As promised last week, my fabric stash!
This summer my mother-in-law gave me some beautiful fabrics. I was blown away when she told me that they were actually chicken feed sacks! Her Mom Mom, or grandmother, raised chickens on the Eastern Shore of Maryland and these were the bags that the food came in. She would empty the bags and then wash and iron them. My mother-in-law remembers being taught by her mother how to sew a basic hem stitch by making tea towels out of the bags. Upon finding the box of feed sacks in storage this summer, my mother-in-law remarked that it was like finding a part of her childhood.
In the mid-1920s, mills started producing sacks in printed fabrics. More than 40 mills made fabric for bags in thousands of different patterns. Instead of printing directly on the sack, factories affixed their logos to easily removable paper labels. A typical women’s dress took three feed sacks; bragging that you were a two-feed sack girl was the equivalent of mentioning today that you wear size 2. Wives and daughters instructed husbands and fathers to buy feed in sacks with particular patterns so they could complete dresses. In addition to overall florals, patterns included border prints (perfect for pillowcases and curtains) and children’s favorites, like cowboys and animals. If the pattern sold well, it might be reproduced as yardage. During the wartime era of the 1940s, feed sack sewing was deemed patriotic and prints with “V” for victory and Morse code appeared. Many “exotic” Mexican and tropical themed fabrics got their start as feed sacks and Mickey Mouse was popular in the 1950s. Plaids and stripes saw a more limited run and solid colors were available during the Depression.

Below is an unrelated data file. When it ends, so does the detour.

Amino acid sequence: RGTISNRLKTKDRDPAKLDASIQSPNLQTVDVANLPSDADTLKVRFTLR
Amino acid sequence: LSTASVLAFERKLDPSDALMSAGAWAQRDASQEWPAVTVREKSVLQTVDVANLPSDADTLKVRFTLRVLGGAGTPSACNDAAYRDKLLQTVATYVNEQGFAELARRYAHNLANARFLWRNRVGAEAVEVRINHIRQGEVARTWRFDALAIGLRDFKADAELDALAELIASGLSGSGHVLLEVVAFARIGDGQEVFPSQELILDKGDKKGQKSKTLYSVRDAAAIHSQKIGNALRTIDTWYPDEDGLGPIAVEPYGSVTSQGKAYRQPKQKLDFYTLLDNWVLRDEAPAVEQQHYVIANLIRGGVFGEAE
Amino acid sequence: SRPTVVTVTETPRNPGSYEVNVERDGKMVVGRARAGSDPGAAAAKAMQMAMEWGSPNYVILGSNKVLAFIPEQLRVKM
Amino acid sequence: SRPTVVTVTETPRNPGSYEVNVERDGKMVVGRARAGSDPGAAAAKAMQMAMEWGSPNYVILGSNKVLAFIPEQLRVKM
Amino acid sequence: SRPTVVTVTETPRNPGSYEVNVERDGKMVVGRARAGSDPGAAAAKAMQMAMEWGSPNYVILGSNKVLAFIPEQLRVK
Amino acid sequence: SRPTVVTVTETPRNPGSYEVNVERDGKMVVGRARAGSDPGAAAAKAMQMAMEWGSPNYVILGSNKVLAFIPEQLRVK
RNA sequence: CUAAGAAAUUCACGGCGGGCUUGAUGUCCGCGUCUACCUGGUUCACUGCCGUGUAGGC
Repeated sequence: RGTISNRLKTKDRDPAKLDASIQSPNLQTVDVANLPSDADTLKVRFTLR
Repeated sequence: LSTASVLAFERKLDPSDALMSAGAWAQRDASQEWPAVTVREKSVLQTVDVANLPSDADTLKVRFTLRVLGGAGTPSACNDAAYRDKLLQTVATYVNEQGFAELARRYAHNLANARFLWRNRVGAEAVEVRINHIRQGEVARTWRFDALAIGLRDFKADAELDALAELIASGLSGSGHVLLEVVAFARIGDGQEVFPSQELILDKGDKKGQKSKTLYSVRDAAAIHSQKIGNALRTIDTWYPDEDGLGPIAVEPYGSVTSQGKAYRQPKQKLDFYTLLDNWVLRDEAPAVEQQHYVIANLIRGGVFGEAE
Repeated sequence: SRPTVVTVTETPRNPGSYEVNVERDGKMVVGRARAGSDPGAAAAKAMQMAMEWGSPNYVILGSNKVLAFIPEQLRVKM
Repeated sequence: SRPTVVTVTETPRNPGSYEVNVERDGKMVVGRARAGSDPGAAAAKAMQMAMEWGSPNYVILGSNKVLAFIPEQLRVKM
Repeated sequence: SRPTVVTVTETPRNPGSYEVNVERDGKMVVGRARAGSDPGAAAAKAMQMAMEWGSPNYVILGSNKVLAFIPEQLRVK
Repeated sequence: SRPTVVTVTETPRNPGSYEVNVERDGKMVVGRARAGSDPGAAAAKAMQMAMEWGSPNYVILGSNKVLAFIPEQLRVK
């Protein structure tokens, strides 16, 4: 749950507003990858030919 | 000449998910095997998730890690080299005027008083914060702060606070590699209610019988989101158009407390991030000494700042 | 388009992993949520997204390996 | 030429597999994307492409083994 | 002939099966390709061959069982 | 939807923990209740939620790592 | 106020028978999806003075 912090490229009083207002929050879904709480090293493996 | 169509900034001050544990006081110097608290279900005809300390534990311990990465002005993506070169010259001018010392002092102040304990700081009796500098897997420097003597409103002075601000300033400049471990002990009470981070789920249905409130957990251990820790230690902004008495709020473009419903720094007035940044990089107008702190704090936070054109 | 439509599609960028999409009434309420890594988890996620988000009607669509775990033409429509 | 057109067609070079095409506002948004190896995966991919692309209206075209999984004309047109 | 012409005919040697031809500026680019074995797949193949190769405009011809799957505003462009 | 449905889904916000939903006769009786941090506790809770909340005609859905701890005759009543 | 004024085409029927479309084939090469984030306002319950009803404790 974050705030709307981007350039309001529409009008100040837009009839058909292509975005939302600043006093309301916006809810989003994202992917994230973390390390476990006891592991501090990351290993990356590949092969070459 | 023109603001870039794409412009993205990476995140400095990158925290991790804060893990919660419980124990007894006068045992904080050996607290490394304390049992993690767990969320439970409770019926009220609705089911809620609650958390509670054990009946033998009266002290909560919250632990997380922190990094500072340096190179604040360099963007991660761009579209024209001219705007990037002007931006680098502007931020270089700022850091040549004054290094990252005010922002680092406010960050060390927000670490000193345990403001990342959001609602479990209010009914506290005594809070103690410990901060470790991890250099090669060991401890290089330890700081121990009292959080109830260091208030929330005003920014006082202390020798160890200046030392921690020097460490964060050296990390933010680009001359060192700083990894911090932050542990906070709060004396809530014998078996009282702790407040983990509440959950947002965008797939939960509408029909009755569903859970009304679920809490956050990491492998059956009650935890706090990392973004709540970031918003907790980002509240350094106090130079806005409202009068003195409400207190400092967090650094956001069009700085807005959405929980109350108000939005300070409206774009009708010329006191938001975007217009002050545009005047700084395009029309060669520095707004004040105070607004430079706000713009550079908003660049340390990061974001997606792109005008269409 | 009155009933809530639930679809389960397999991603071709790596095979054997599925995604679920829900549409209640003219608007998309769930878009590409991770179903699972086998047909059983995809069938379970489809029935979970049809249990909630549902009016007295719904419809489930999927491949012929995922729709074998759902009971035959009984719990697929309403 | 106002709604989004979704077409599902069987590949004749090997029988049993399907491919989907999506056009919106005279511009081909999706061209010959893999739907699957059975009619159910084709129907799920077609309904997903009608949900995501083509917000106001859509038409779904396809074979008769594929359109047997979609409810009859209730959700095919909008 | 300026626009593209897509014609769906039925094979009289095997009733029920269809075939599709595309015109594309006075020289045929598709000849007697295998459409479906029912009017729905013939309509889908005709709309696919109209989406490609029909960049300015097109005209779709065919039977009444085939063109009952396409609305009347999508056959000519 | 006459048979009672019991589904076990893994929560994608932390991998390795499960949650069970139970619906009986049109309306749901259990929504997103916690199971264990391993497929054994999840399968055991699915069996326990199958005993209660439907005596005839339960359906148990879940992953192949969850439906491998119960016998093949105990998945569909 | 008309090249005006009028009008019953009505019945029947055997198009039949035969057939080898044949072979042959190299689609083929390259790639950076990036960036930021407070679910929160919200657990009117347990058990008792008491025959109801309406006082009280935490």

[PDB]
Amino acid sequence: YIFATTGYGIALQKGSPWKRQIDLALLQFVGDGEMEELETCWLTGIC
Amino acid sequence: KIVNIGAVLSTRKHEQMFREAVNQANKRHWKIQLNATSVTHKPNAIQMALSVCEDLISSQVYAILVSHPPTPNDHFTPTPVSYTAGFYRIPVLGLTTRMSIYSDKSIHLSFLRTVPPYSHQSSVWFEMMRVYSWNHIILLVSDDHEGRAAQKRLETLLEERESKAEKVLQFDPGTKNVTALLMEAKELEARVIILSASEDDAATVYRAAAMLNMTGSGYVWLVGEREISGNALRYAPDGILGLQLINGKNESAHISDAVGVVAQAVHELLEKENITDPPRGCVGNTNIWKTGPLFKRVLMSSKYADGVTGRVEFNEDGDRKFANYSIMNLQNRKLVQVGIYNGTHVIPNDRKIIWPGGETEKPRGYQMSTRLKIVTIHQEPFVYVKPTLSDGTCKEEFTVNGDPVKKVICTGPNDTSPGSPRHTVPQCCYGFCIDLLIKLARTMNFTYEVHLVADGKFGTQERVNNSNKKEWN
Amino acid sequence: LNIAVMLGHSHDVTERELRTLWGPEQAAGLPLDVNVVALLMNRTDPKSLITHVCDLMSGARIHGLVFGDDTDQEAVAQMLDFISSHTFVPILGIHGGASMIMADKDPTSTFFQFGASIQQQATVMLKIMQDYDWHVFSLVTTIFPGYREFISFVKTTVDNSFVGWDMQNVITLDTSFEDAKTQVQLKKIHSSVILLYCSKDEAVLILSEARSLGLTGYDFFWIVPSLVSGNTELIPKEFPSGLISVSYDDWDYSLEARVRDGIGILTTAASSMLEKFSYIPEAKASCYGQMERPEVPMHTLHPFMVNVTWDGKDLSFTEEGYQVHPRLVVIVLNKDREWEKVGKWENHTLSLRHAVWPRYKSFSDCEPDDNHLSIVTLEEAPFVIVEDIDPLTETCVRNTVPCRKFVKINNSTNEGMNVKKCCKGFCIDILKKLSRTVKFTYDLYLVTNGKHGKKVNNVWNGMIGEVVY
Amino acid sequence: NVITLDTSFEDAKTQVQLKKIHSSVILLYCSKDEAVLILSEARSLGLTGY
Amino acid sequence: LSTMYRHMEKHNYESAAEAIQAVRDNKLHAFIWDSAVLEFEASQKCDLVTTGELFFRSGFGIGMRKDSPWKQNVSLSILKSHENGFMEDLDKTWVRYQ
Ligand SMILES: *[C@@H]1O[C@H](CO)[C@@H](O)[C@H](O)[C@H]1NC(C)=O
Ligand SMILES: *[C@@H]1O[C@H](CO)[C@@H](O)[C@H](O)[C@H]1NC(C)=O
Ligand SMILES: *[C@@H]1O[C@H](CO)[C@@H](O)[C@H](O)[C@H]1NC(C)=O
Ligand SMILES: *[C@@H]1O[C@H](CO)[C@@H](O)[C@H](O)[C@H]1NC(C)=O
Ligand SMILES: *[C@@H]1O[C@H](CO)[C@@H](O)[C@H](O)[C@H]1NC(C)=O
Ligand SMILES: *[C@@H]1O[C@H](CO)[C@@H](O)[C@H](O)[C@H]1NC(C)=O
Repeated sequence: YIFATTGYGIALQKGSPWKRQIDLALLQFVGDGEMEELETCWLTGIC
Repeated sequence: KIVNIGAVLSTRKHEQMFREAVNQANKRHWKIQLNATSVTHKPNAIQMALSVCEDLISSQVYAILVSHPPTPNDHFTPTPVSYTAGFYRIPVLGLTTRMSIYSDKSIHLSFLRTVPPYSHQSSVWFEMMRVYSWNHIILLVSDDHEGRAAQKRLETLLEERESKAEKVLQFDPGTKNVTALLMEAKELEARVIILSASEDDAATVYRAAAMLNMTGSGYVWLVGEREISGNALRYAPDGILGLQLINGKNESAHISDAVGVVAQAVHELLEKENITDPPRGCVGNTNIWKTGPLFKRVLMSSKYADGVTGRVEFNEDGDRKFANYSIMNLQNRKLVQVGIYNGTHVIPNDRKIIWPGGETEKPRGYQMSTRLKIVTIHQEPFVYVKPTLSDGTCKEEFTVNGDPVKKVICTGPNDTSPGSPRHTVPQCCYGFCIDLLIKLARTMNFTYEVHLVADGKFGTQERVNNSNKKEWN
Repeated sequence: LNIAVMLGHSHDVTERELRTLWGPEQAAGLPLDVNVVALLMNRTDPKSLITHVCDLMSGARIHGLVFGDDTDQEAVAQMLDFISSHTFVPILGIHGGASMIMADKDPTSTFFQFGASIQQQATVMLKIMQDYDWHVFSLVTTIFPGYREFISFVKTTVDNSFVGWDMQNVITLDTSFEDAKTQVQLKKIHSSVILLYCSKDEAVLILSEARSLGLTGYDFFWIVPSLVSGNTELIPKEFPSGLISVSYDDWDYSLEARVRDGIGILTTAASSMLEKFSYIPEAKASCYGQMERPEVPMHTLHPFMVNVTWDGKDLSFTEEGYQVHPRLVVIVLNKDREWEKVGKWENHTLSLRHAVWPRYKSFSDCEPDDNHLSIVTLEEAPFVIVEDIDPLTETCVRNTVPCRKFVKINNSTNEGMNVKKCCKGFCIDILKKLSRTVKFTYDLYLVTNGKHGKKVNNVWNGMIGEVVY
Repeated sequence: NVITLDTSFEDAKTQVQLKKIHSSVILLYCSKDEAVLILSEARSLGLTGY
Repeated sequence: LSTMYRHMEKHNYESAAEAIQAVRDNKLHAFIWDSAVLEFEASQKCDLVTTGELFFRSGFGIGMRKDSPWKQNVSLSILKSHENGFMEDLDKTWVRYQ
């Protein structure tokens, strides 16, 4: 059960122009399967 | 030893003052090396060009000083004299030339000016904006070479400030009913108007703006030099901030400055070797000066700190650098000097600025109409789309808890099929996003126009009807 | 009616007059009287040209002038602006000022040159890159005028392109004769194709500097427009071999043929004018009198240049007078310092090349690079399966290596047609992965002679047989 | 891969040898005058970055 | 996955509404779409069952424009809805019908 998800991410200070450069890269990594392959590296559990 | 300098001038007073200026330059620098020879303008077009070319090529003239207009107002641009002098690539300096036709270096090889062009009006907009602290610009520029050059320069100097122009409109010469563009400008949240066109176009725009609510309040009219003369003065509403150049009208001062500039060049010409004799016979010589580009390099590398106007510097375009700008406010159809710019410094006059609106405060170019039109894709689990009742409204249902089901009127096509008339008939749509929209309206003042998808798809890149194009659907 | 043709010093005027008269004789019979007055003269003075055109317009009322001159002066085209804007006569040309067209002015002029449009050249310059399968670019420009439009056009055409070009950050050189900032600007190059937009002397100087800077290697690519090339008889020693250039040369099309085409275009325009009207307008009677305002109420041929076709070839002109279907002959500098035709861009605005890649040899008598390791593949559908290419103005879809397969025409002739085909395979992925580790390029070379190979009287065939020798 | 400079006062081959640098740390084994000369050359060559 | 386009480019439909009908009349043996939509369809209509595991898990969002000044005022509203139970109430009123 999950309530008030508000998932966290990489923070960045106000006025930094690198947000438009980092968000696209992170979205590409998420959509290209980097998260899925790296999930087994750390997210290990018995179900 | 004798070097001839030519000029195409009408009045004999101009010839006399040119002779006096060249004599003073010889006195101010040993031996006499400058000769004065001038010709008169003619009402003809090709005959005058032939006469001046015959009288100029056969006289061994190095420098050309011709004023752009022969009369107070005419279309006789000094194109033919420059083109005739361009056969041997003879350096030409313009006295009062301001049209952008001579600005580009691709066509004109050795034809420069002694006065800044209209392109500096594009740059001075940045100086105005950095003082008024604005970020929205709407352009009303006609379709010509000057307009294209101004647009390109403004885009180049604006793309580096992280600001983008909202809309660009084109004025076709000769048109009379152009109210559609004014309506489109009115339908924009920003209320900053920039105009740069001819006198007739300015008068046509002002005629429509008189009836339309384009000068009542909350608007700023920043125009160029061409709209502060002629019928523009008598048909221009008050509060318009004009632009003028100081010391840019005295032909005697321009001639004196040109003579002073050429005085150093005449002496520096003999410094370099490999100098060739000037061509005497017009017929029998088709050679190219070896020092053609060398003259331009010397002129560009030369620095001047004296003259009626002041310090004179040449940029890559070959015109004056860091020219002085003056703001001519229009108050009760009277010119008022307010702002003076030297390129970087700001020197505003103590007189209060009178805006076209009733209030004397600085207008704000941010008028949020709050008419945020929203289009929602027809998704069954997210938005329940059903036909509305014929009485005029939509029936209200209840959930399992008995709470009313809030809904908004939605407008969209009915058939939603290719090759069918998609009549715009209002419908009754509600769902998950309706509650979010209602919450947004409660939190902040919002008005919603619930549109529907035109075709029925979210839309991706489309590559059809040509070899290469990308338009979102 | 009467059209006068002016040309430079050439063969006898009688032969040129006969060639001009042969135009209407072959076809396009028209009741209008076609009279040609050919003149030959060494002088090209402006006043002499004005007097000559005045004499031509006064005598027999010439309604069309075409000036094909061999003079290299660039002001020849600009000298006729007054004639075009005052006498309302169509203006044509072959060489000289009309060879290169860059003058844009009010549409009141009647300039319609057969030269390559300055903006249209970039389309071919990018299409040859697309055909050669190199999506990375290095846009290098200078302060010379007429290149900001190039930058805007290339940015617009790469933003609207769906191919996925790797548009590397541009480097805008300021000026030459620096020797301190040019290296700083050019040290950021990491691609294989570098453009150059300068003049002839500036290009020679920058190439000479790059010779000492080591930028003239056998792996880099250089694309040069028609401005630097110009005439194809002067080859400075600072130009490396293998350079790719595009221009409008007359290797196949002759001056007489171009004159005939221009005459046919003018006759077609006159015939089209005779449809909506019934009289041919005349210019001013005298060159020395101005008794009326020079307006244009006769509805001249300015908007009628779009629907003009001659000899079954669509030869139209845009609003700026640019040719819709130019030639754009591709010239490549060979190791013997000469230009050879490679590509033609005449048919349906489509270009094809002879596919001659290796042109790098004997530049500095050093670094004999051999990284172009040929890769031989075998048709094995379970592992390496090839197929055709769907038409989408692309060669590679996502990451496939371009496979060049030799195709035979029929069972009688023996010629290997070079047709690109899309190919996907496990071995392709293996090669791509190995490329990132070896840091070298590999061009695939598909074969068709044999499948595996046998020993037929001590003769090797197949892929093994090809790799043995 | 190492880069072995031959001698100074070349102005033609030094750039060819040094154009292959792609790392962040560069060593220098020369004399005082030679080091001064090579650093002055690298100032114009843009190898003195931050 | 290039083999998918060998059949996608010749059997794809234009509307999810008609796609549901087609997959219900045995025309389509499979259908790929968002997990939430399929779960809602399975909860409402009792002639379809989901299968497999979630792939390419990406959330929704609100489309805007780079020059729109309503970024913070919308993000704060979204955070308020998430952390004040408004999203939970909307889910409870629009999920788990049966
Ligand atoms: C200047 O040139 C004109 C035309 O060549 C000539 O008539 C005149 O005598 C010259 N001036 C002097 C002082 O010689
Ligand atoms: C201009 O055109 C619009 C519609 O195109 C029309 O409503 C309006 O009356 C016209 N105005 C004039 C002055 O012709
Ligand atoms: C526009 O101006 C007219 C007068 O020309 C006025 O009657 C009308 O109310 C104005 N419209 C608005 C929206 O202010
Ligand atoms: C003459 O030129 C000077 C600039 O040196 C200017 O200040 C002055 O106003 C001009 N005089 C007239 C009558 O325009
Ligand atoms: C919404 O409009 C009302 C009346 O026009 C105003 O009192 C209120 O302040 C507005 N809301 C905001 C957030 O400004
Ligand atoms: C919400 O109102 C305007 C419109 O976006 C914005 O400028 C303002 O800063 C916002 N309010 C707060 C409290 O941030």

Technological advances during World War II, however, meant that by 1948 more than half the items previously in cloth bags were sold in paper or plastic (cheaper to produce and considered more sanitary and rodent-proof). Cloth bags disappeared over the next 10 to 15 years, though some are still made for Amish and Mennonite communities, small mills, and the tourist industry.
From my research, it can sometimes be difficult to determine if the fabric is actually a feed sack or just vintage fabric. The best way to tell is to see if there are large holes in the edges of the fabric from the chain stitching. It get’s even easier to tell if the chain stitching is still in place. Most of my bags still have the chain stitching like the image below.
Aside from the feed sacks I have a stash of current fabrics. What I have is small compared to many, but I have few drawers full of fabric. Some I have project ideas for and others are waiting for the perfect pattern to come along. Below is an image of my favorite pieces of my current stash. Unfortunately, I do not know the names of the patterns and I have picked them up in at least four states so it is hard to pinpoint where they were even purchased!